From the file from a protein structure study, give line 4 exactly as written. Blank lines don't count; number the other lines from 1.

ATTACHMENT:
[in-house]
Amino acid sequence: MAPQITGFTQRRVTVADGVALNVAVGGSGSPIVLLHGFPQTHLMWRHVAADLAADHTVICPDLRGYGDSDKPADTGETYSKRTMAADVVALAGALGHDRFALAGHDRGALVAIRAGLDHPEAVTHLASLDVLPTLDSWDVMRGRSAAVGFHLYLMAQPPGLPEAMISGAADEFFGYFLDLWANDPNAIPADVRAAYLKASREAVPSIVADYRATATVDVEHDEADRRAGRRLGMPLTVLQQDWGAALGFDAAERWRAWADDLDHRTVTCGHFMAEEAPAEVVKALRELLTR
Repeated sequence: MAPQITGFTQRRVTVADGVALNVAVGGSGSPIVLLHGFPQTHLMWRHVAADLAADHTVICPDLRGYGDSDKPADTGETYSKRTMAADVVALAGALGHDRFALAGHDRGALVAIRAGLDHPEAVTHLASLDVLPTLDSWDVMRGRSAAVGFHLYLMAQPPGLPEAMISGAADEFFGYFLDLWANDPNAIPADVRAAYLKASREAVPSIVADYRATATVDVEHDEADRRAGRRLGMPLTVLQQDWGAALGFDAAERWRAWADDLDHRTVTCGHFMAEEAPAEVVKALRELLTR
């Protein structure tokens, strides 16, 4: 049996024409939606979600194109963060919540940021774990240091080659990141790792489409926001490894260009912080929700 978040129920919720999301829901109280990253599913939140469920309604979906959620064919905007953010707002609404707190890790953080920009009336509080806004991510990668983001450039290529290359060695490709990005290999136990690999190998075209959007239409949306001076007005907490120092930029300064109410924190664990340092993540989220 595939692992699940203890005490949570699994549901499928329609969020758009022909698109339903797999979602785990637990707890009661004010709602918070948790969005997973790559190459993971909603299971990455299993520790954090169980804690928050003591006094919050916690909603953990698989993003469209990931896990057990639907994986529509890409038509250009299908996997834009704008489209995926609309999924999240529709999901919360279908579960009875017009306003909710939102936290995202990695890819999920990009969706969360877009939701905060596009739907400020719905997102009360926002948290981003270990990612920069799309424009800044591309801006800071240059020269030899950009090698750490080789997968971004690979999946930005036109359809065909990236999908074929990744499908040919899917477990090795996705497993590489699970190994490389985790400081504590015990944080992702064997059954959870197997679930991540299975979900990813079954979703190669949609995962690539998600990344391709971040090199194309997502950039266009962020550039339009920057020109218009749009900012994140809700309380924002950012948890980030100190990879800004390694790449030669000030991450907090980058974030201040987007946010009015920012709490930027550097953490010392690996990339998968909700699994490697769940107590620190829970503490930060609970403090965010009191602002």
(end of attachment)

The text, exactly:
């Protein structure tokens, strides 16, 4: 049996024409939606979600194109963060919540940021774990240091080659990141790792489409926001490894260009912080929700 978040129920919720999301829901109280990253599913939140469920309604979906959620064919905007953010707002609404707190890790953080920009009336509080806004991510990668983001450039290529290359060695490709990005290999136990690999190998075209959007239409949306001076007005907490120092930029300064109410924190664990340092993540989220 595939692992699940203890005490949570699994549901499928329609969020758009022909698109339903797999979602785990637990707890009661004010709602918070948790969005997973790559190459993971909603299971990455299993520790954090169980804690928050003591006094919050916690909603953990698989993003469209990931896990057990639907994986529509890409038509250009299908996997834009704008489209995926609309999924999240529709999901919360279908579960009875017009306003909710939102936290995202990695890819999920990009969706969360877009939701905060596009739907400020719905997102009360926002948290981003270990990612920069799309424009800044591309801006800071240059020269030899950009090698750490080789997968971004690979999946930005036109359809065909990236999908074929990744499908040919899917477990090795996705497993590489699970190994490389985790400081504590015990944080992702064997059954959870197997679930991540299975979900990813079954979703190669949609995962690539998600990344391709971040090199194309997502950039266009962020550039339009920057020109218009749009900012994140809700309380924002950012948890980030100190990879800004390694790449030669000030991450907090980058974030201040987007946010009015920012709490930027550097953490010392690996990339998968909700699994490697769940107590620190829970503490930060609970403090965010009191602002």